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29 November, 1999

Science in the Kitchen

As you know from reading the description of the research near the top of my web page, one component of the research at Lake Bonney is to culture the organisms we are pulling out of the lake in our water column samples. If you can get them to grow, you can control the amount of organisms you have to use in further experiments. Given the right temperature, light and nutrient conditions that simulate their natural environment, you can keep cultures around for a long time, even years.

To grow bacteria, viruses and phytoplankton, you need to come up with the perfect, nutritious "meal" for the organisms to feed on. This is called the "culture medium". The right medium provides an environment that stimulates these one-celled organisms to reproduce by cell division. Once they start dividing, each half divides again and before you know it, you've gone from one cell to thousands. This is exactly what the two Johns and Jack want. Lots of new cells. But first, they've got to find the recipe for that perfect medium.

Like making any new recipe and serving it to a large family of finicky eaters, you never know for sure who's going to like what. If you really want your family to eat, you may end up deciding to prepare a smorgasbord so everyone can pick and choose their favorite. Of course, making so many types of food for one meal would get tiring, fast. Fortunately, unlike phytoplankton, picky family members can make their own meals if they don't like what's being served.

Well, mixing culture medium is sort of like trying to please that difficult family. Not only are you searching for the perfect meal full of all the right ingredients, you hope the meal will be palatable. The organisms have got to want to eat, or you'll end up disappointed, with a petri dish of dehydrating agar and some miniscule dying cells languishing on the surface.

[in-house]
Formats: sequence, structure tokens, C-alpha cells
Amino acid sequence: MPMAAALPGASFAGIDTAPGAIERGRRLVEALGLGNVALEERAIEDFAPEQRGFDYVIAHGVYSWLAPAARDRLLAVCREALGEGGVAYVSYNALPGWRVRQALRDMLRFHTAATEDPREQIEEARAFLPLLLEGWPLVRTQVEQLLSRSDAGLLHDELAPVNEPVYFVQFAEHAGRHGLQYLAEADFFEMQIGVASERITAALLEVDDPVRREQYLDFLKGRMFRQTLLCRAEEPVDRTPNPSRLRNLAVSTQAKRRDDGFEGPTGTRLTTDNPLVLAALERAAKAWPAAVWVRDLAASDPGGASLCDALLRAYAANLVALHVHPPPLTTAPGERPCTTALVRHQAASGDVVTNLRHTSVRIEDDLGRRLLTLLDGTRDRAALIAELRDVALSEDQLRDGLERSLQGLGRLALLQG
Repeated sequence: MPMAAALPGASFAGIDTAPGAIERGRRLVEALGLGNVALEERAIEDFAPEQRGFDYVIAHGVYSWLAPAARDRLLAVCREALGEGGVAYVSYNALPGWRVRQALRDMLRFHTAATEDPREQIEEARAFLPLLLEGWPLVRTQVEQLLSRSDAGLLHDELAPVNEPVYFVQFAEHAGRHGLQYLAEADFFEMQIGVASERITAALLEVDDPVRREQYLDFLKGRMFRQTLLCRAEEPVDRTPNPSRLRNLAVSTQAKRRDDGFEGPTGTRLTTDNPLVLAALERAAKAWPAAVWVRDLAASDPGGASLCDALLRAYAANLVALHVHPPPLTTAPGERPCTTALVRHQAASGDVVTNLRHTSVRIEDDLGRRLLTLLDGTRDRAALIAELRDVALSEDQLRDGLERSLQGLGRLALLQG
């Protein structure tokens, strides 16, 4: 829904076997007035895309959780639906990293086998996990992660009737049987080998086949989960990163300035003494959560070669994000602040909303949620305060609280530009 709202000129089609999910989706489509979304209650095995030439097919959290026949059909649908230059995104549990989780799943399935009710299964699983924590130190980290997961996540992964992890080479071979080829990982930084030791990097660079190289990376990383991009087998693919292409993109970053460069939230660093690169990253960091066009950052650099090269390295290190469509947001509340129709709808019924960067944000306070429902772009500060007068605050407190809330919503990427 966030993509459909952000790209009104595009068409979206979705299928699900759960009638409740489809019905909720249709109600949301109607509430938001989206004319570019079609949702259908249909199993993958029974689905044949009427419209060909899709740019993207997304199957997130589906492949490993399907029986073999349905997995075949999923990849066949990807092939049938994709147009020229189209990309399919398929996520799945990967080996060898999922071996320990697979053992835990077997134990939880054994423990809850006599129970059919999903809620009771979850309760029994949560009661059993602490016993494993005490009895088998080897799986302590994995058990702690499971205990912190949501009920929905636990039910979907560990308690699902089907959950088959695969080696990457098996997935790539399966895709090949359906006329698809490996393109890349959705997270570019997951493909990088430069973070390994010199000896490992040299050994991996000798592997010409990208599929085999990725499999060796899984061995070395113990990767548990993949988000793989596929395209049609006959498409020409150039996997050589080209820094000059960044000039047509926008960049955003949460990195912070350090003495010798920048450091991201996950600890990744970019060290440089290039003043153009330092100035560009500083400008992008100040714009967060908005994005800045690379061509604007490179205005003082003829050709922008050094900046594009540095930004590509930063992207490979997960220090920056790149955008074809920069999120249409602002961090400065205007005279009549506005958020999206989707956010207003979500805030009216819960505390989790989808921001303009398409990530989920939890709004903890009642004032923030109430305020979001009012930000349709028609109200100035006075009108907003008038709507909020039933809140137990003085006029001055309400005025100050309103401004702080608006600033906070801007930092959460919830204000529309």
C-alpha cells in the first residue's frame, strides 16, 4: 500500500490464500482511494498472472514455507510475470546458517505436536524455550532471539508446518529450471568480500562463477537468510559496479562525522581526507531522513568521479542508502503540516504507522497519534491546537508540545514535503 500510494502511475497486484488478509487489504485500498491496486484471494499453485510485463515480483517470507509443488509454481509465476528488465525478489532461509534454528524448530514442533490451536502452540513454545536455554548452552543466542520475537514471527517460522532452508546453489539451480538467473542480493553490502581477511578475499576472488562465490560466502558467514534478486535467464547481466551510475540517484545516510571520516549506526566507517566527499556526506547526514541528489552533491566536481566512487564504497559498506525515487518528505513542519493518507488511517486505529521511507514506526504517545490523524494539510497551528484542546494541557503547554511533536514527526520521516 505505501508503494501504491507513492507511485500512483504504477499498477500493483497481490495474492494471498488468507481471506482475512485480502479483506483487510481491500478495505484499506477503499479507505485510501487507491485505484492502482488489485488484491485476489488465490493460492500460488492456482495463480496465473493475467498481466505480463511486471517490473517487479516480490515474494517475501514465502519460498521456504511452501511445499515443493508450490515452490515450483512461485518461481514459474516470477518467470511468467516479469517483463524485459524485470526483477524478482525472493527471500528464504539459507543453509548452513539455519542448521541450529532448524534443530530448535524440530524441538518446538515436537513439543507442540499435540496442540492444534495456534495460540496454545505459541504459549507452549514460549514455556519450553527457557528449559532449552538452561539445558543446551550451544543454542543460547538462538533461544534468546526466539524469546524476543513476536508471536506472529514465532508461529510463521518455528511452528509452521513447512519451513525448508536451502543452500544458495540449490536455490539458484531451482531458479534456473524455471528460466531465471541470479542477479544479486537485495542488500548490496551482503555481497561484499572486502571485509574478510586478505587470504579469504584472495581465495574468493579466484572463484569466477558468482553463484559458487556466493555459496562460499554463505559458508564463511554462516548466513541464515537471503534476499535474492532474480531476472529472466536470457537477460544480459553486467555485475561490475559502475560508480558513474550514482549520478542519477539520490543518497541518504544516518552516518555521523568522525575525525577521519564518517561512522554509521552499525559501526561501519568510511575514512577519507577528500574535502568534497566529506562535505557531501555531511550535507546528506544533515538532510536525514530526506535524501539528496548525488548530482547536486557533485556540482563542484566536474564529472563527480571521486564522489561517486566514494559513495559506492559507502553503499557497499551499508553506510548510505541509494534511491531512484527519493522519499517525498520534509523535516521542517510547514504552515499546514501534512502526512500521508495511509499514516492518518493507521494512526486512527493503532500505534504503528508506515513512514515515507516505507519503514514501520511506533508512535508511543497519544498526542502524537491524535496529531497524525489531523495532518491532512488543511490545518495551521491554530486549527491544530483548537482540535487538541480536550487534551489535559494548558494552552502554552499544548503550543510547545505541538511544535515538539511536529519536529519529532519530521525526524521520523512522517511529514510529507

John L. and Barb have been making batches of powdered culture medium in the tiny 6'x 10' lab next to the Jamesway. Since the recipes tend to make huge batches of medium, and they only needed a fraction of the amount, they had to re-calculate everything using complex algebraic formulas. This was very time consuming. Once they had their new proportions, they were ready to get into the chemicals. When the powders were thoroughly mixed, they added de-ionized water to make a liquid medium. They put the jars of medium in the pressure cooker and steamed them sterile. By the time they were done, they had a number of different recipes to try the organisms out on. They'll feast the same type of organisms on a variety of media. It'll be the big phytoplankton "taste test" to see which they prefer.

There are times when scientific projects are not able to be conducted in the most ideal conditions. Wrong equipment, missing chemicals, non-sterile environment... Sometimes you have to improvise- especially when you're working in the field. When it came time to heat up the medium and mix it with agar (a substance like clear jello used for thickening), Barb and John moved right into the kitchen, where they diligently kept their phyto food out of our human meal. Here, John is warning the mix it better start boiling.

The container of medium is boiling away on the hot plate. John placed a small ceramic rod in the bottom of the container. When the medium heated up, the rod started spinning and created a waterspout, which helped mix all the liquid ingredients together.

You need to have a steady hand to pour the boiling liquid into the petri dishes.

Each of the petri dishes were labeled with the type of media they contain. Then, they were set aside to thicken as they cool. Once they cool, they'll provide a growth surface where John can smear cells from the water samples. The dishes will be covered and set in an incubator at McMurdo. All that's left to do is after that will be patient waiting and fervent hope.

I don't have any formal training in chemistry. Given the biochemical nature of the research being conducted here at Lake Bonney, I'm unable to do any of the analytical work that is the core of the research. But, I do have terrific handwriting. I found my chemistry-assistant calling when I got to label the collection bottles for this Wednesday's trip to Lake Fryxell.

The antidote to Antarctic color deprivation.

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